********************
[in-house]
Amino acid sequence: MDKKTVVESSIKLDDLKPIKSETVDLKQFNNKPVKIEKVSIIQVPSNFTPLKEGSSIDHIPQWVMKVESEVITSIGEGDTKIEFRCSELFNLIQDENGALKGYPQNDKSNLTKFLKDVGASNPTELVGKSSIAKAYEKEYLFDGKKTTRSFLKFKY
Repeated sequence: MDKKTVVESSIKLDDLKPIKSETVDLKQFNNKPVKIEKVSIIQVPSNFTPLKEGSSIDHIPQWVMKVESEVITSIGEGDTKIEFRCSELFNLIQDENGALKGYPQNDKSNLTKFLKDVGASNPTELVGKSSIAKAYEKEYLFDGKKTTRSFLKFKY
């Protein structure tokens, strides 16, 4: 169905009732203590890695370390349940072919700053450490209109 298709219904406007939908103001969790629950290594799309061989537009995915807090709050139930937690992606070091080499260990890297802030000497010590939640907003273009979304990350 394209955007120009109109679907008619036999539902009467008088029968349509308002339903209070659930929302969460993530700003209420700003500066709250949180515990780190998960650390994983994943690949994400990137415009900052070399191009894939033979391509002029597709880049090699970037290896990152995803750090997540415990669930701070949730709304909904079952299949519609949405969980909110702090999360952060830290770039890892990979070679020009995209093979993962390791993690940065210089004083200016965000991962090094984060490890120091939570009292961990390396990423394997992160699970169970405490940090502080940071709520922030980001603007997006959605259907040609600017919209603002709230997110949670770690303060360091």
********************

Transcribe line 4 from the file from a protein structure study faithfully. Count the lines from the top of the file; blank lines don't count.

């Protein structure tokens, strides 16, 4: 169905009732203590890695370390349940072919700053450490209109 298709219904406007939908103001969790629950290594799309061989537009995915807090709050139930937690992606070091080499260990890297802030000497010590939640907003273009979304990350 394209955007120009109109679907008619036999539902009467008088029968349509308002339903209070659930929302969460993530700003209420700003500066709250949180515990780190998960650390994983994943690949994400990137415009900052070399191009894939033979391509002029597709880049090699970037290896990152995803750090997540415990669930701070949730709304909904079952299949519609949405969980909110702090999360952060830290770039890892990979070679020009995209093979993962390791993690940065210089004083200016965000991962090094984060490890120091939570009292961990390396990423394997992160699970169970405490940090502080940071709520922030980001603007997006959605259907040609600017919209603002709230997110949670770690303060360091």